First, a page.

Published in Volume
121, Issue 3
(March 1, 2011)J Clin Invest.
Copyright © 2011, American Society for Clinical Investigation
Cumulative mechanisms of lymphoid tissue fibrosis and T cell depletion in HIV-1 and SIV infections
1Department of Microbiology and
2Department of Medicine, Medical School, University of Minnesota, Minneapolis, Minnesota, USA.
3Division of Biostatistics, School of Public Health, University of Minnesota, Minneapolis, Minnesota, USA.
4AIDS and Cancer Virus Program, Science Applications International Corporation–Frederick Inc., National Cancer Institute, Frederick, Maryland, USA.
5Department of Chemistry and Biochemistry, Brigham Young University, Provo, Utah, USA.
6Yerkes National Primate Research Center, and Emory University, Atlanta, Georgia, USA.
7Department of Computer Science and Engineering, Institute of Technology, University of Minnesota, Minneapolis, Minnesota, USA.
Address correspondence to: Ashley T. Haase, Department of Microbiology, University of Minnesota, Box 196, 420 Delaware Street SE, Minneapolis, Minnesota 55455, USA. Phone: 612.624.4442; Fax: 612.626.0623; E-mail:
Authorship note: Ming Zeng and Anthony J. Smith contributed equally to this work.
First published February 14, 2011
Submitted: September 17,
2010; Accepted: December 20,
The hallmark of HIV-1 and SIV infections is CD4+ T cell depletion. Both direct cell killing and indirect mechanisms related to immune activation have been suggested to cause the depletion of T cells. We have now identified a mechanism by which immune activation-induced fibrosis of lymphoid tissues leads to depletion of naive T cells in HIV-1 infected patients and SIV-infected rhesus macaques. The T regulatory cell response to immune activation increased procollagen production and subsequent deposition as fibrils via the TGF-β1 signaling pathway and chitinase 3-like-1 activity in fibroblasts in lymphoid tissues from patients infected with HIV-1. Collagen deposition restricted T cell access to the survival factor IL-7 on the fibroblastic reticular cell (FRC) network, resulting in apoptosis and depletion of T cells, which, in turn, removed a major source of lymphotoxin-β, a survival factor for FRCs during SIV infection in rhesus macaques. The resulting loss of FRCs and the loss of IL-7 produced by FRCs may thus perpetuate a vicious cycle of depletion of T cells and the FRC network. Because this process is cumulative, early treatment and antifibrotic therapies may offer approaches to moderate T cell depletion and improve immune reconstitution during HIV-1 infection.
Depletion of CD4+ T cells, the defining characteristic for which the immunodeficiency viruses HIV-1 and SIV were named, has been attributed to direct mechanisms of infection and cell killing and indirect mechanisms such as increased apoptosis accompanying the chronic immune activation associated with HIV-1 and SIV infections. More recently, there has also been increasing evidence that fibrosis induced by immune activation damages lymphoid tissue (LT) niches, thereby contributing to T cell depletion and impaired immune reconstitution upon institution of antiretroviral drug treatment (1, 2). In HIV-1 infection, fibrosis, measured as collagen deposition in LTs, strongly correlates with depletion of naive CD4+ T cells and inversely correlates with the extent of immune reconstitution after suppression of viral replication by antiretroviral therapy (2–6). In pathogenic SIV infection as well, collagen deposition in the early stage of SIV infection of rhesus macaques (Macaca mulatta; RMs) is associated with initial decreases in CD4+ T cells (7).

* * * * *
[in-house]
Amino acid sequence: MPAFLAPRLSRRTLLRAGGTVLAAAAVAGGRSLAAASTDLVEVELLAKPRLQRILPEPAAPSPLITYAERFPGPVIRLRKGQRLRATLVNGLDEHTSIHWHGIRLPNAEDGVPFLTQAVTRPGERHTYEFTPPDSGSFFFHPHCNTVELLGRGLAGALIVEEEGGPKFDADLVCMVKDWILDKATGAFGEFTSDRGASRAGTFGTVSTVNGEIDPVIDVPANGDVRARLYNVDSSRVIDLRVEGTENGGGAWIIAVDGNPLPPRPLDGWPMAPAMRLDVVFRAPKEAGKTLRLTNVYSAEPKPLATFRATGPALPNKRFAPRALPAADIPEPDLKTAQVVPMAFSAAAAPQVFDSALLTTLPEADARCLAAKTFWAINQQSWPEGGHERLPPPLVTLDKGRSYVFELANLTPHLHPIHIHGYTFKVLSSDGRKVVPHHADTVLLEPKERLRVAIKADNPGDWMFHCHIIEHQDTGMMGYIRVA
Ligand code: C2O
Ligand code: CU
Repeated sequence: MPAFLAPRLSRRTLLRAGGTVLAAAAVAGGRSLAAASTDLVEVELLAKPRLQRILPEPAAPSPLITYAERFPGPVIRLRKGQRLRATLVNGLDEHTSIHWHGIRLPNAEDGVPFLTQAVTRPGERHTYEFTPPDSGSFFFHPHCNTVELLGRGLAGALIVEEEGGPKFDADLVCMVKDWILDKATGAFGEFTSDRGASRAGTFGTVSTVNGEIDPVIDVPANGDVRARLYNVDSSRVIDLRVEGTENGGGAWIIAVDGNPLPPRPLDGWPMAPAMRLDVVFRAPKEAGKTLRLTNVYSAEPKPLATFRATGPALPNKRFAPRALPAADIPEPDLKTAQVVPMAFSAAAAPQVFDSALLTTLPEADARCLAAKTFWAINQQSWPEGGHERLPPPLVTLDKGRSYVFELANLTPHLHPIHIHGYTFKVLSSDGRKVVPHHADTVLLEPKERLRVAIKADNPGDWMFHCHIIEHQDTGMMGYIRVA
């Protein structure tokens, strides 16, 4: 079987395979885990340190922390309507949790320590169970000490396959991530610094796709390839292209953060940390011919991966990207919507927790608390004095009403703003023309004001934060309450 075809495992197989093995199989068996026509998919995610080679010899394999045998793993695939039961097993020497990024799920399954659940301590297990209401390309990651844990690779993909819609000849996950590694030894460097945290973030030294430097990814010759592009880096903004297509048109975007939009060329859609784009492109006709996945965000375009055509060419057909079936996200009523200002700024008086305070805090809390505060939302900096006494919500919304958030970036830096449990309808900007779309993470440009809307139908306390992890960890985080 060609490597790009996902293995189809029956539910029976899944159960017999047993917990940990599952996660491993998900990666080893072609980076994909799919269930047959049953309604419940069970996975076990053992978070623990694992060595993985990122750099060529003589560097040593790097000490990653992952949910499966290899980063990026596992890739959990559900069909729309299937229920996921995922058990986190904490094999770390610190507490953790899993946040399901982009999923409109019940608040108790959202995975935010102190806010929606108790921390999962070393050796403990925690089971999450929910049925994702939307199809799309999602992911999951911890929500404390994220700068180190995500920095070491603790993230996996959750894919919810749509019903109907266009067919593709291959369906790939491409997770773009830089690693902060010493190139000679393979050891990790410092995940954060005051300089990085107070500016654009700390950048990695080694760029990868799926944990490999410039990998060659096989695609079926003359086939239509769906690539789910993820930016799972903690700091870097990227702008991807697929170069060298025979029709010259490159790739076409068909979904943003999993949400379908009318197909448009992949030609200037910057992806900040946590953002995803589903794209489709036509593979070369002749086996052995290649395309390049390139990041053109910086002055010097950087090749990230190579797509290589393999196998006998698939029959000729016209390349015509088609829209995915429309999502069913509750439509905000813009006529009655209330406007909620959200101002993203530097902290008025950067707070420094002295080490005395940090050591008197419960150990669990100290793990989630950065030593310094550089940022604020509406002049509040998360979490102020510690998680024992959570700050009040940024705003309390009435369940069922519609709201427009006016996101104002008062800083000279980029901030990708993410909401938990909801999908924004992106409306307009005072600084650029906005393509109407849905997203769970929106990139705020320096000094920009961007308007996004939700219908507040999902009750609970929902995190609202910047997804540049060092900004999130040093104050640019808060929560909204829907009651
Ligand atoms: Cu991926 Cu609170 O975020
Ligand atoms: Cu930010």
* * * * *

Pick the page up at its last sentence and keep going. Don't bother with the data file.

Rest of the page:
The mechanisms by which LT fibrosis depletes CD4+ T cells and impairs immune reconstitution in these immunodeficiency virus infections have not been well defined, but one previously advanced hypothesis (2), based on studies in mice (8–11), is that collagen deposition disrupts the architecture of the LT niche, so that T cells have less access to self-antigen/major histocompatibility complex signals and IL-7 on the fibroblastic reticular cell (FRC) network on which they migrate. Since these factors are critical for T cell survival, particularly naive T cells, decreased access to these homeostatic signals would result in increased apoptosis as a mechanism for T cell depletion associated with fibrosis in HIV-1 and SIV infections.
We tested this hypothesis in SIV-infected RMs, an animal model in which we could analyze LN biopsies obtained in longitudinal and cross-sectional studies. We first show that FRCs are the major source of IL-7, the primary survival factor for naive T cells in RMs, and that LN fibrosis limits lymphocyte access to FRC-derived IL-7, resulting in depletion, particularly of naive CD4+ T cells, through apoptosis. T cell apoptosis, along with other T cell killing mechanisms such as pathological immune activation that can lead to increased apoptosis of T cells, in turn diminishes the availability of T cell–derived lymphotoxin-β (LTβ), on which the FRC network depends. The decreased availability of LTβ-producing cells, along with collagen-restricted access to FRCs, results in loss of both the FRC network and IL-7 production. This further impairs the survival of naive T cells, perpetuating a vicious cycle of continuous and cumulative loss of both T cells and the FRC network (diagrammed in Supplemental Figure 1; supplemental material available online with this article; doi: